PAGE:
We thank Dr Guthrie and Professor McMillan (Guthrie and McMillan, 2013) for their interest in our recent publication entitled ‘Stage-dependent alterations of the serum cytokine pattern in colorectal carcinoma’ (Kantola et al, 2012). They point out additional important aspects relating to the systemic inflammatory response, necrosis and the role of macrophages in serum cytokine response in colorectal cancer, which we did not discuss in detail in our original publication because of the length of the publication. Here, we provide some additional data and analyses on the association of modified Glasgow Prognostic Score (mGPS) to clinical tumour parameters.
Our aim was primarily to detect those cytokines that associate with tumour characteristics. As cytokines act both locally and have distant effects at the systemic level, it is difficult to differentiate the contribution of local, tumour-derived inflammatory and -immune response from systemic reactions and reactions not related to cancer. Therefore, we believed that the utilisation of a panel of cytokines instead of single markers was an advantage to evaluate such alterations in a clinical context. This is supported by our finding that gender, age or location of the cancer did not have any significant effect on the observed cytokine response pattern against cancer that consisted of elevated PDGF, IL6, IL7, IL8 and lower MCP1 levels. At the moment, more studies are needed to find out whether the cytokine alterations in cancer will yield specific advantage for diagnostic and prognostic purposes.
As Guthrie and McMillan point out, systemic inflammatory response – as depicted by the mGPS – was associated with more widespread alterations in serum cytokine levels. It is notable that only 21% of CRCs (25 out of 116 cases) in our study presented with elevated mGPS (21 cases with mGPS score 1 and 4 cases with score 2), thus the majority of CRCs during their primary operation were not associated or did not elicit a significant systemic inflammatory response.
Inspired by the comments of Guthrie and McMillan, we further evaluated the relationship of mGPS to tumour-related and clinical parameters. It is remarkable that elevated mGPS showed significant association with poor differentiation, advancing T stage, nodal involvement and the presence of metastases as well as tumour location (see Table 1), but not with age, gender or BMI. These findings further strengthen the clinical value of mGPS as a prognostic tool (Roxburgh and McMillan, 2010).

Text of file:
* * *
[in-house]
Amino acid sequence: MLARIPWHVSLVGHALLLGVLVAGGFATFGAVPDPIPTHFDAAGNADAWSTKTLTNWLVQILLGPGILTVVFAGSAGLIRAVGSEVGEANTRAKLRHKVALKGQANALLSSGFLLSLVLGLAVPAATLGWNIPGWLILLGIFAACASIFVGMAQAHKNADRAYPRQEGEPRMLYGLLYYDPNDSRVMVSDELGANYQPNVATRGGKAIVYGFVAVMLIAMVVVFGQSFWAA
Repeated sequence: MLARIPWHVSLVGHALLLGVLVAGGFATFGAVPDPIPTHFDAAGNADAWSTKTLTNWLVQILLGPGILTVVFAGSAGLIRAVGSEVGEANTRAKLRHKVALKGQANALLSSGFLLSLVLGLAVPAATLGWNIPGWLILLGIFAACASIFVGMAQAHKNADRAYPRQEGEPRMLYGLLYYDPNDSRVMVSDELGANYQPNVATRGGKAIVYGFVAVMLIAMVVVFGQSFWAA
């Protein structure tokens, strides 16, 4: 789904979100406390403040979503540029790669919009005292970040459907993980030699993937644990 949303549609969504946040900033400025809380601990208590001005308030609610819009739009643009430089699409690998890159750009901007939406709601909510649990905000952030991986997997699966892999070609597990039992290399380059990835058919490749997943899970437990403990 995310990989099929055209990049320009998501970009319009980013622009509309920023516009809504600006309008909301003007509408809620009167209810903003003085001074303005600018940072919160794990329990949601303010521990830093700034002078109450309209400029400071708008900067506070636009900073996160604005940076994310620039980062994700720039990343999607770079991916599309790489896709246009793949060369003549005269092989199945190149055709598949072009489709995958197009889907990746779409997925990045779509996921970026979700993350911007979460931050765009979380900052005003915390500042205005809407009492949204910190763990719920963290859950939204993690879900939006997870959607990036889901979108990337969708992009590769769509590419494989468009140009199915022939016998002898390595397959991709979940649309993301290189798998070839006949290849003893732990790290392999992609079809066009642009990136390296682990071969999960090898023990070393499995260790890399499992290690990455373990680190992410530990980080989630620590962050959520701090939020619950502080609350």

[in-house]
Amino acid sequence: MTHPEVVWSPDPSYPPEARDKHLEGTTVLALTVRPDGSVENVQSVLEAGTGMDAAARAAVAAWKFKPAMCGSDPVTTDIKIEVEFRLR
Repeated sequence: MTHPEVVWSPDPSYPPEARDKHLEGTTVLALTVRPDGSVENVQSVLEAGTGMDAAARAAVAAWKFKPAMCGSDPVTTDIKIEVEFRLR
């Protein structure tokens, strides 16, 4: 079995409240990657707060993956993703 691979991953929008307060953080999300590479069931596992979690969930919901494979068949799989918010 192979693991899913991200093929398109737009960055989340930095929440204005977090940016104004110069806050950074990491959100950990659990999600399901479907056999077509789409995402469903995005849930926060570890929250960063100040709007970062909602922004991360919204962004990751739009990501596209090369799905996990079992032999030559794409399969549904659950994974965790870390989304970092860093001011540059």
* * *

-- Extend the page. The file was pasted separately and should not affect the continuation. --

The general observation that curative surgery does not necessarily result in the resolution of systemic inflammatory response suggests that factors other than primary tumour are also involved in eliciting the systemic inflammatory response. There are many possible explanations, but it would be plausible to think that as elevated mGPS shows a significant association with parameters of aggressive behaviour and poor survival, occult dissemination of cancer cells could explain the sustained inflammatory response despite clinically radical surgery.
McMillan and Guthrie suggest that cancer-associated macrophages and necrosis might be important determinants of serum cytokine levels and an important factor linking local and systemic inflammatory responses. Macrophages have a two-sided role in tumour-associated inflammation depending on their location and activation. Tumour-associated macrophages activated towards M2 phenotype are generally considered to promote tumour growth by enhancing angiogenesis, growth, metastasis and immunosuppression (Baay et al, 2011, Hao et al, 2012). We have previously shown that the macrophages surrounding colorectal cancers are independently associated with improved survival (Klintrup et al, 2005). Therefore, we hypothesise that the macrophages associated with tumour necrosis differ from those associating with peritumoural inflammation. It has been recently shown that the amount of M1 macrophages in colorectal cancer is associated with better prognosis irrespective of the amount of M2 macrophages (Edin et al, 2012).
Overall, we agree with Dr Guthrie and Professor McMillan that more detailed studies and follow up is needed to understand more tumour behaviour and to improve our recommendations towards therapy.
Baay M, Brouwer A, Pauwels P, Peeters M, Lardon F (2011) tumor cells and tumor-associated macrophages: secreted proteins as potential targets for therapy. Clin Dev Immunol 2011: 565187
Edin S, Wikberg ML, Dahlin AM, Rutegård J, Öberg Å, Oldenborg PA, Palmqvist R (2012) The distribution of macrophages with a M1 or M2 phenotype in relation to prognosis and the molecular characteristics of colorectal cancer. PLoS One 7: e47045
Guthrie G, McMillan DC (2013) Comment on ‘Stage-dependent alterations of the serum cytokine pattern in colorectal cancer’. Br J Cancer 108: 1915–1916
Hao NB, Lü MH, Fan YH, Cao YL, Zhang ZR, Yang SM (2012) Macrophages in tumor microenvironments and the progression of tumors. Clin Dev Immunol 2012: 948098
Kantola T, Klintrup K, Väyrynen JP, Vornanen J, Bloigu R, Karhu T, Herzig K, Näpänkangas J, Mäkelä J, Karttunen TJ, Tuomisto A, Mäkinen MJ (2012) Stage-dependent alterations of the serum cytokine pattern in colorectal carcinoma. Br J Cancer 107: 1729–1736
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Roxburgh CS, McMillan DC (2010) Role of systemic inflammatory response in predicting survival in patients with primary operable cancer. Future Oncol 6: 149–163
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Kantola, T., Klintrup, K., Väyrynen, J. et al. Reply: Comment on 'Stage-dependent alterations of the serum cytokine pattern in colorectal carcinoma'. Br J Cancer 108, 1917–1918 (2013). https://doi.org/10.1038/bjc.2013.162
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